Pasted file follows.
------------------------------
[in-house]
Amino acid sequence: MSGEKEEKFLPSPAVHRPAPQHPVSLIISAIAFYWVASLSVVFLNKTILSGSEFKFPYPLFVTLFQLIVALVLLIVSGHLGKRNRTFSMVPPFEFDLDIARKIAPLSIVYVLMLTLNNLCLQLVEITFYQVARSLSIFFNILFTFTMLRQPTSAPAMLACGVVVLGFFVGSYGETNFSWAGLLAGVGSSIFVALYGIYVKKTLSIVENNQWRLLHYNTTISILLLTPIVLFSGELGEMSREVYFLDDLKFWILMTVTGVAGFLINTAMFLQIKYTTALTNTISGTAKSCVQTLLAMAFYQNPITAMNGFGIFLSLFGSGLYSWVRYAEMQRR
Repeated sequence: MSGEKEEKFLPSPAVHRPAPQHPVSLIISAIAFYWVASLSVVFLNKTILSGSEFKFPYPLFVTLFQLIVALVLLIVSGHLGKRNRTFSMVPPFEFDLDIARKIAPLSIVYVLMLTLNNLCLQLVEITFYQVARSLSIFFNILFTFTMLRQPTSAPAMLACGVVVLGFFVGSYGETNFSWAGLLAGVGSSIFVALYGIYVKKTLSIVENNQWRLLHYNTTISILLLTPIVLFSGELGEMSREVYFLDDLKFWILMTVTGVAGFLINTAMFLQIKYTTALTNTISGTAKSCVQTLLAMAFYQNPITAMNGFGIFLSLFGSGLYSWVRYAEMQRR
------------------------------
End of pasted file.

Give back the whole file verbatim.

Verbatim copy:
[in-house]
Amino acid sequence: MSGEKEEKFLPSPAVHRPAPQHPVSLIISAIAFYWVASLSVVFLNKTILSGSEFKFPYPLFVTLFQLIVALVLLIVSGHLGKRNRTFSMVPPFEFDLDIARKIAPLSIVYVLMLTLNNLCLQLVEITFYQVARSLSIFFNILFTFTMLRQPTSAPAMLACGVVVLGFFVGSYGETNFSWAGLLAGVGSSIFVALYGIYVKKTLSIVENNQWRLLHYNTTISILLLTPIVLFSGELGEMSREVYFLDDLKFWILMTVTGVAGFLINTAMFLQIKYTTALTNTISGTAKSCVQTLLAMAFYQNPITAMNGFGIFLSLFGSGLYSWVRYAEMQRR
Repeated sequence: MSGEKEEKFLPSPAVHRPAPQHPVSLIISAIAFYWVASLSVVFLNKTILSGSEFKFPYPLFVTLFQLIVALVLLIVSGHLGKRNRTFSMVPPFEFDLDIARKIAPLSIVYVLMLTLNNLCLQLVEITFYQVARSLSIFFNILFTFTMLRQPTSAPAMLACGVVVLGFFVGSYGETNFSWAGLLAGVGSSIFVALYGIYVKKTLSIVENNQWRLLHYNTTISILLLTPIVLFSGELGEMSREVYFLDDLKFWILMTVTGVAGFLINTAMFLQIKYTTALTNTISGTAKSCVQTLLAMAFYQNPITAMNGFGIFLSLFGSGLYSWVRYAEMQRR